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Lilac: An Edible and Medicinal Treat

Lilac: An Edible And Medicinal Treat

Lilac shrubs have always been one of my favorite signs of spring. Growing up in Eastern Oregon we wouldn’t see the blooms until at least May, but here in the Willamette Valley we are blessed seeing them bloom as early as the beginning of April. Vases filled with freshly cut lilac reminds me of family home and my grandmother who passed on her green thumb to my mother and on to me.

Edible Lilac

Lilac or Syringa spp. (the common species is vulgaris) is in the olive family and is native to the Balkan Peninsula in Southeastern Europe. People emigrating from Europe brought the shrub to plant in their gardens in order to savor a piece of home. Here out west pioneers brought lilacs with them during the 1800’s and now you may find lilacs that grow nearly wild in abandoned lots and homesteads.
annas-grandmother-with-lilacs

Grandmother Vera with Lilacs

Lilac fragrance is wonderfully intoxicating however it is very difficult to capture the scent and only until recently is there even a true essential oil made from the flowers.

The flowers are edible and have some medicinal qualities. I have to say eating even a single flower raw is a flavor exploding experience with slight astringency (drying to tissues), almost bitter, and very floral. I would say these are best for garnishes and edible flower displays on pastries rather than whole meals.

Medicinal Lilac

Medicinal uses are still a gray area when it comes to just the flower. Most resources that I have found (random blogs, pfaf.org, A Modern Herbal) list that the medicinal benefits of Lilac come from the leaves and fruit. Apparently used as a tea or infusion historically it has been used as a anti-periodic. Anti-periodic basically means that it stops the recurrence of disease such as malaria. There has been some studies that indicate a febrifuge action which may help bring down fever.
Lilac flowers have astringent, aromatic, and perhaps a little bitter qualities. Astringents tighten, draw, and dry tissues such as skin. So a wonderful application would be a cold or warm infusion to use as a toner on the face. Or using the same method but apply to rashes, cuts, and other skin ailments.
An aromatic action causes irritation to the place that it is touching (think GI tract) and irritation brings blood flow and blood flow equals healing! Eating the flowers raw may help with gastric issues such as flatulence or constipation. Making an herbal infused oil may be a great way to capture the aromatics for healing purposes and to make your own fragrance oil.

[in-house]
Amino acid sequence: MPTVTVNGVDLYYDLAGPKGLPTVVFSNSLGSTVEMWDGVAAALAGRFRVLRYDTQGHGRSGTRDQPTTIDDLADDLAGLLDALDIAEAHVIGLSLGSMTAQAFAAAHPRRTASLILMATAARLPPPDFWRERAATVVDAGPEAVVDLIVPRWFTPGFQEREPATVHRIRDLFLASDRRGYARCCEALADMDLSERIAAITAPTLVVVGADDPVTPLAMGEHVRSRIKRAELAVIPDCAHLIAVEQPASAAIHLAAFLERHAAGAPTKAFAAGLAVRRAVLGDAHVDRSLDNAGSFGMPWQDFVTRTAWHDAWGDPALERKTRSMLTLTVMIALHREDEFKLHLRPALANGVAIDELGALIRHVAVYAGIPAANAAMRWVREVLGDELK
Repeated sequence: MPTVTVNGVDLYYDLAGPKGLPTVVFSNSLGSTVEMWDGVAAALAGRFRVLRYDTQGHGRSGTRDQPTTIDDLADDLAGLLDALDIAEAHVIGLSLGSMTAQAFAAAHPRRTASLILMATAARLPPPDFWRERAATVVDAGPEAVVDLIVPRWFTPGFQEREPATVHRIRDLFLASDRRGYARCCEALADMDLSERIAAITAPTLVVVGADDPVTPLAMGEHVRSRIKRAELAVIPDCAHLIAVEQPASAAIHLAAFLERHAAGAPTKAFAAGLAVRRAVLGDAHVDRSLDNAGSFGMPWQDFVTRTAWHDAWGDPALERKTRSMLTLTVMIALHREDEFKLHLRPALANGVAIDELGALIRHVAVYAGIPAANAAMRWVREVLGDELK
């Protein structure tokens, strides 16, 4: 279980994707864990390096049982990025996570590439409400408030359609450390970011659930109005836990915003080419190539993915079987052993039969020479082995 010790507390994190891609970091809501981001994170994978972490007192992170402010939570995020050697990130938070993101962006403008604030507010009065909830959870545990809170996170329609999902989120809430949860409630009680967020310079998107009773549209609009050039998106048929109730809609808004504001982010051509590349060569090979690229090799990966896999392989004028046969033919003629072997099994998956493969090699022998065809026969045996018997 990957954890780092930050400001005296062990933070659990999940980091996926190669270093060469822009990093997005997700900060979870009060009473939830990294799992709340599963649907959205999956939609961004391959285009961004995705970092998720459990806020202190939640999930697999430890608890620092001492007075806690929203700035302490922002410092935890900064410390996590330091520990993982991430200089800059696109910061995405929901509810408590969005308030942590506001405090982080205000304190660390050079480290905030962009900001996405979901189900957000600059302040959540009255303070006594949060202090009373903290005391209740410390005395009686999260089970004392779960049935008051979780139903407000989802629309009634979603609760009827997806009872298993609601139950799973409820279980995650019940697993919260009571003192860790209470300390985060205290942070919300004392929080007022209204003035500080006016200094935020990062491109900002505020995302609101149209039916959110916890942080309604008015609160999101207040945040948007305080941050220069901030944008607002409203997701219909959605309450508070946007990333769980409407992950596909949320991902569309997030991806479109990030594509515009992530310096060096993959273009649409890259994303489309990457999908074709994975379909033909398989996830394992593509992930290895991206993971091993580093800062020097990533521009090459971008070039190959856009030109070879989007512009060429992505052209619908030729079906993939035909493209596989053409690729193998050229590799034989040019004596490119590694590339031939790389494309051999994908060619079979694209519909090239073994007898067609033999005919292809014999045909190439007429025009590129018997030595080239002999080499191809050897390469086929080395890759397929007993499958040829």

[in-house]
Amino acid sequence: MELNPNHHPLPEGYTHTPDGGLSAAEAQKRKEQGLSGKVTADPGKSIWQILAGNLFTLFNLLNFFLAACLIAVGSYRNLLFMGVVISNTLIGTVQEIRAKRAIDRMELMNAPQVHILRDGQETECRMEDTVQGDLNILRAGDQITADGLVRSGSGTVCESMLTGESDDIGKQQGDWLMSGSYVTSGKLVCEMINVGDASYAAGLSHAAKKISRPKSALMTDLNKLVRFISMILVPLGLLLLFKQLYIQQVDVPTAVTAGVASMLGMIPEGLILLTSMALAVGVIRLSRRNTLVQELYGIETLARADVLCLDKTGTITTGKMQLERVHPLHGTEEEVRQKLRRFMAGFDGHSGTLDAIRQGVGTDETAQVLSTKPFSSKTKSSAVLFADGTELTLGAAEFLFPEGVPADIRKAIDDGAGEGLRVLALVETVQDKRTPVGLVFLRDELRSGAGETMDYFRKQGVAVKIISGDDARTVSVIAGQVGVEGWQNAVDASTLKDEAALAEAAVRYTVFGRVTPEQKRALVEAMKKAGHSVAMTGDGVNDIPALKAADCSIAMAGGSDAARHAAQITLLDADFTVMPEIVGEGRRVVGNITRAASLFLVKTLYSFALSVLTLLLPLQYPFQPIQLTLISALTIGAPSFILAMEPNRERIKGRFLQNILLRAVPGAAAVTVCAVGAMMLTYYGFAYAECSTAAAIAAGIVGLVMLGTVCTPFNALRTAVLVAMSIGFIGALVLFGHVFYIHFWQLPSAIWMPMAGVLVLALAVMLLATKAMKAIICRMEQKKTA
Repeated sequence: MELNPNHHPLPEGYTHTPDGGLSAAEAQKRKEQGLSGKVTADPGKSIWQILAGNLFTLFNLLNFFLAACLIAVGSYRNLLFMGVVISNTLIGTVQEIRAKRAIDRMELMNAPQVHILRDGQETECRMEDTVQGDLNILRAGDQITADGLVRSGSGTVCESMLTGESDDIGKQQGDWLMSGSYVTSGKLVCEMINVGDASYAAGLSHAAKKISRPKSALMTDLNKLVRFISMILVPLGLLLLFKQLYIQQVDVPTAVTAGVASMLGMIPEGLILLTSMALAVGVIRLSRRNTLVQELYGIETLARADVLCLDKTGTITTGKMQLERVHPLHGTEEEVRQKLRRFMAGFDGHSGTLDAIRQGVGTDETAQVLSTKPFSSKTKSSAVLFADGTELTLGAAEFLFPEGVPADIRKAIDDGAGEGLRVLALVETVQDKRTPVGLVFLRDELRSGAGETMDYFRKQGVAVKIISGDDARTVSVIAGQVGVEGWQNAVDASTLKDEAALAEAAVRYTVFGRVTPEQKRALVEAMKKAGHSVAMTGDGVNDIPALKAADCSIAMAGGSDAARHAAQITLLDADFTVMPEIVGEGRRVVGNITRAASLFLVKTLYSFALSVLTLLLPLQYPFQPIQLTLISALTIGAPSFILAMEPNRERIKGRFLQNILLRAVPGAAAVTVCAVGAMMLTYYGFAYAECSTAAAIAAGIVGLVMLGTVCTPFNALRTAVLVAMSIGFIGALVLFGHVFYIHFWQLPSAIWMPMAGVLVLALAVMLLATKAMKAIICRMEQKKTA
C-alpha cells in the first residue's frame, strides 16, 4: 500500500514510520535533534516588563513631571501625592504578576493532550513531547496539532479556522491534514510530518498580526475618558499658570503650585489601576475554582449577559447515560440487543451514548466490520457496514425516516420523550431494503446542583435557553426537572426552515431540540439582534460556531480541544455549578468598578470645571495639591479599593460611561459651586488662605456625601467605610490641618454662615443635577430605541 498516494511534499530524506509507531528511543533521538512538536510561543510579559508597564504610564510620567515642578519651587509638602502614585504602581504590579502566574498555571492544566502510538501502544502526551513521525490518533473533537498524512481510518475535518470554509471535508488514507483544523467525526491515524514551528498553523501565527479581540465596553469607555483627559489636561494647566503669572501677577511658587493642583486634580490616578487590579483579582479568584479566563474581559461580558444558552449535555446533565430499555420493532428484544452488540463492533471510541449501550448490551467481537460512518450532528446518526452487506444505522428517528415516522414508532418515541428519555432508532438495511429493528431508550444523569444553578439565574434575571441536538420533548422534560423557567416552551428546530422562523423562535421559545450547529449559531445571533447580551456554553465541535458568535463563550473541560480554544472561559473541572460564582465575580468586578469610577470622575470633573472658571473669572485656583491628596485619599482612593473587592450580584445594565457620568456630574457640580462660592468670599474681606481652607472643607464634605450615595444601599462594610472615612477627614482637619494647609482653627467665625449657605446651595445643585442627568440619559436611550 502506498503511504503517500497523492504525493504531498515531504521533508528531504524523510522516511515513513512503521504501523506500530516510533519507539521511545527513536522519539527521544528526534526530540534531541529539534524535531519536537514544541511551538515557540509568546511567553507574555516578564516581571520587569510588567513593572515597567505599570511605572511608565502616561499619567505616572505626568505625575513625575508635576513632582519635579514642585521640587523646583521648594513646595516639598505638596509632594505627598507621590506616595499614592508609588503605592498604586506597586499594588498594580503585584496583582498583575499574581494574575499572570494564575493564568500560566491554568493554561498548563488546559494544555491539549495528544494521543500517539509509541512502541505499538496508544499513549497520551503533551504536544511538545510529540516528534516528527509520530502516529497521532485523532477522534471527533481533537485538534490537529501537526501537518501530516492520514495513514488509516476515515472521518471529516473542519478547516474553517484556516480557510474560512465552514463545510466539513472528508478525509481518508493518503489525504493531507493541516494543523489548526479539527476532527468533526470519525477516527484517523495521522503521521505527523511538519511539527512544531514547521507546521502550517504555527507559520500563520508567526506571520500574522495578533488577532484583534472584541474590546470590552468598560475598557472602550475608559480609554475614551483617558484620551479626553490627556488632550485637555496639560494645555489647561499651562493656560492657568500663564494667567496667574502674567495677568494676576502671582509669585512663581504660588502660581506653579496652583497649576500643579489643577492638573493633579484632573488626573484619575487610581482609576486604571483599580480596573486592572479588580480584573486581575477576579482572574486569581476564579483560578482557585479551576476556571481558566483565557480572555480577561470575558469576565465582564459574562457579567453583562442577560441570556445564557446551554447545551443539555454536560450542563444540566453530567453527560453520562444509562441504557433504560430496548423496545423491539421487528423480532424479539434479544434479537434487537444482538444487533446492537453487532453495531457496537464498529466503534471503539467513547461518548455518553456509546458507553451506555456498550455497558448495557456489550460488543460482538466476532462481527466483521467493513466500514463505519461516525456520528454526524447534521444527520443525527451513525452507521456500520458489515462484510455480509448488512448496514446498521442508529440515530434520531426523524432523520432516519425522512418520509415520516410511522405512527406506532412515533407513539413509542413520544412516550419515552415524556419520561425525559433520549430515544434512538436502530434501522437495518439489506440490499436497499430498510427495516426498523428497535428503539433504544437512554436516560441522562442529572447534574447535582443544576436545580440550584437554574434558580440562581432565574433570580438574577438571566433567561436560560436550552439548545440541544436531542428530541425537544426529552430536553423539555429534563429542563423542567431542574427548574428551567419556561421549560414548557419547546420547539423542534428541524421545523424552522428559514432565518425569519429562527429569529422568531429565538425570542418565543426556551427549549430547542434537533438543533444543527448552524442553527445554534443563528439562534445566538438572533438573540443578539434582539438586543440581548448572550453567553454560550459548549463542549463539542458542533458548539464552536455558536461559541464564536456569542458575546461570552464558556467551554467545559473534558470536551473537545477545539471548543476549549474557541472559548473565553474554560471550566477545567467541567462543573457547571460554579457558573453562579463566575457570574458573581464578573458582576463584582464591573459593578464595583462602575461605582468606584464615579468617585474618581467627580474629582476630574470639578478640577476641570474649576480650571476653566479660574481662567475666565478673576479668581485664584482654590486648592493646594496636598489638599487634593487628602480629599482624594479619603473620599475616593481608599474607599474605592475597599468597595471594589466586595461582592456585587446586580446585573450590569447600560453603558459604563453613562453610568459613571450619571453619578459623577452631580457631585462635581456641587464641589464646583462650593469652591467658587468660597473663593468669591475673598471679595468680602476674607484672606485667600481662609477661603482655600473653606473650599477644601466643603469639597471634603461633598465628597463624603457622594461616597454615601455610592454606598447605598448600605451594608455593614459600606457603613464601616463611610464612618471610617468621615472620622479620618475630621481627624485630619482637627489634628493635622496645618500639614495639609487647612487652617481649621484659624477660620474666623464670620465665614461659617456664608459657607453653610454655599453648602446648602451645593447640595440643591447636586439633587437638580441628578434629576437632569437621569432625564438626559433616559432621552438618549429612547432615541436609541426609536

Lilac Honey Recipe

lilac-honey

Lilac Honey photo credit: Anna Mezger-Sieg Bradley

Jar size of choice (1/2 pint, pint, quart etc.)

Local, pure honey
Fill jar with freshly picked flowers with a little room at the top. Pour over honey to the top and cap. Allow to infuse for at least 6 weeks. No need to strain afterwards – eat the flowers along with the honey! Great for adding to recipes, spreading on bread, or adding to teas.

Lilac Syrup Recipe

Lilac Syrup turned out to be an excellent and delicious sweet treat.  Pour over pancakes, add as a liquor base, or a nonalcoholic lemonade base.  I froze the extra syrup in mason jars to keep year round. 
Here is a recipe for a simple syrup I found on a blog called Holly and Flora (https://hollyandflora.com/2014/05/14/3-recipes-for-lilac-blossoms/): 
1 cup water
1 cup sugar
1 cup lilac flowers, stems and green parts removed
5-8 blueberries, for color
“…combine the water and sugar over medium heat on the stove. Heat until dissolved. Add the lilac flowers and simmer for 10 minutes. If you want a brightly hued syrup like mine, add about five blueberries. The color will pop and add a great dimension to your cocktails. Remove from heat, drain through a sieve, bottle, and store in the refrigerator.”

Other Lilac Recipes

Bio

anna-bradley-headshot1Anna Mezger-Sieg Bradley has been studying herbalism, ethnobotany, and ancestral living skills for over 10 years.  She is the author of the blog Feral Botanicals.  Anna is a Clinical Herbalist and is on the Herbal Team with Occupy Medical.  She co-founded a nonprofit called Whole Earth Nature School that connects children to their environment through nature awareness. Anna lives in Eugene, Oregon with her husband and her young son.  

Anna Bradley

Anna Mezger-Sieg Bradley has been studying herbalism, ethnobotany, and ancestral living skills for over 10 years. She is the author of the blog Feral Botanicals. Anna is a Clinical Herbalist and is on the Herbal Team with Occupy Medical. She co-founded a nonprofit called Whole Earth Nature School that connects children to their environment through nature awareness. Anna lives in Eugene, Oregon with her husband and her young son.


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